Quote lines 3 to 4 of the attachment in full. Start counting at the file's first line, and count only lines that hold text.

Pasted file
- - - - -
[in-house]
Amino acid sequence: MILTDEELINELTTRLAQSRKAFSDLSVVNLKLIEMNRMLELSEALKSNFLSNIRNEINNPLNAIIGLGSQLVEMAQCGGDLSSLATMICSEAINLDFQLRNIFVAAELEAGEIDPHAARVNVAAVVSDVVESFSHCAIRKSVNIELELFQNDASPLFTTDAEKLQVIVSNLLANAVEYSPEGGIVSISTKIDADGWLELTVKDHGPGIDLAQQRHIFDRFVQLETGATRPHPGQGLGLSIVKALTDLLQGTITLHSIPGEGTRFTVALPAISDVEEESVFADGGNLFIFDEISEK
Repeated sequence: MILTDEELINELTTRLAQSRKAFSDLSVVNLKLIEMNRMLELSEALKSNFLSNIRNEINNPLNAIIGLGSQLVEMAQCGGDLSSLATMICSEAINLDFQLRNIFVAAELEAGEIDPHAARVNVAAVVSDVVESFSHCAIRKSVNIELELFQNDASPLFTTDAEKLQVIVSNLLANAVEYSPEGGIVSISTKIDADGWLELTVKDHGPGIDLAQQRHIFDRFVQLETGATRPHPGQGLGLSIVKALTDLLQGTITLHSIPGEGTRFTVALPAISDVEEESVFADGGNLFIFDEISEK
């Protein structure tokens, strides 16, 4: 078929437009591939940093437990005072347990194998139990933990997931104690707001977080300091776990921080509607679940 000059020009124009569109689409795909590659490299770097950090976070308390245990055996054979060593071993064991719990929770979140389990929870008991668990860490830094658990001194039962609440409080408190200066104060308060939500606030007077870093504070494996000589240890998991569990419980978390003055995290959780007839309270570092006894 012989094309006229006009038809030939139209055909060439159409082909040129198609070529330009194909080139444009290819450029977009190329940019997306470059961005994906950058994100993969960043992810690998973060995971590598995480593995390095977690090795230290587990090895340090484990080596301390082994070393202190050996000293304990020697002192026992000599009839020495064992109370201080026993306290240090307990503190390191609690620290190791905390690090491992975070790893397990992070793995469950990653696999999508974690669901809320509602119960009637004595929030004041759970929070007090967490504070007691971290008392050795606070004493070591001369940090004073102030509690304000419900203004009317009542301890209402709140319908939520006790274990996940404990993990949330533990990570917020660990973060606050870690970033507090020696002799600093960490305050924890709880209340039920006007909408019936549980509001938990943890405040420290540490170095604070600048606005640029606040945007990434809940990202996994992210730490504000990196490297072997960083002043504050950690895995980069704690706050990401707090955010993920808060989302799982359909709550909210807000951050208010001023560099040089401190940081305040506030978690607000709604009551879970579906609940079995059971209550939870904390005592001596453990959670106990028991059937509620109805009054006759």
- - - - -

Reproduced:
Repeated sequence: MILTDEELINELTTRLAQSRKAFSDLSVVNLKLIEMNRMLELSEALKSNFLSNIRNEINNPLNAIIGLGSQLVEMAQCGGDLSSLATMICSEAINLDFQLRNIFVAAELEAGEIDPHAARVNVAAVVSDVVESFSHCAIRKSVNIELELFQNDASPLFTTDAEKLQVIVSNLLANAVEYSPEGGIVSISTKIDADGWLELTVKDHGPGIDLAQQRHIFDRFVQLETGATRPHPGQGLGLSIVKALTDLLQGTITLHSIPGEGTRFTVALPAISDVEEESVFADGGNLFIFDEISEK
């Protein structure tokens, strides 16, 4: 078929437009591939940093437990005072347990194998139990933990997931104690707001977080300091776990921080509607679940 000059020009124009569109689409795909590659490299770097950090976070308390245990055996054979060593071993064991719990929770979140389990929870008991668990860490830094658990001194039962609440409080408190200066104060308060939500606030007077870093504070494996000589240890998991569990419980978390003055995290959780007839309270570092006894 012989094309006229006009038809030939139209055909060439159409082909040129198609070529330009194909080139444009290819450029977009190329940019997306470059961005994906950058994100993969960043992810690998973060995971590598995480593995390095977690090795230290587990090895340090484990080596301390082994070393202190050996000293304990020697002192026992000599009839020495064992109370201080026993306290240090307990503190390191609690620290190791905390690090491992975070790893397990992070793995469950990653696999999508974690669901809320509602119960009637004595929030004041759970929070007090967490504070007691971290008392050795606070004493070591001369940090004073102030509690304000419900203004009317009542301890209402709140319908939520006790274990996940404990993990949330533990990570917020660990973060606050870690970033507090020696002799600093960490305050924890709880209340039920006007909408019936549980509001938990943890405040420290540490170095604070600048606005640029606040945007990434809940990202996994992210730490504000990196490297072997960083002043504050950690895995980069704690706050990401707090955010993920808060989302799982359909709550909210807000951050208010001023560099040089401190940081305040506030978690607000709604009551879970579906609940079995059971209550939870904390005592001596453990959670106990028991059937509620109805009054006759």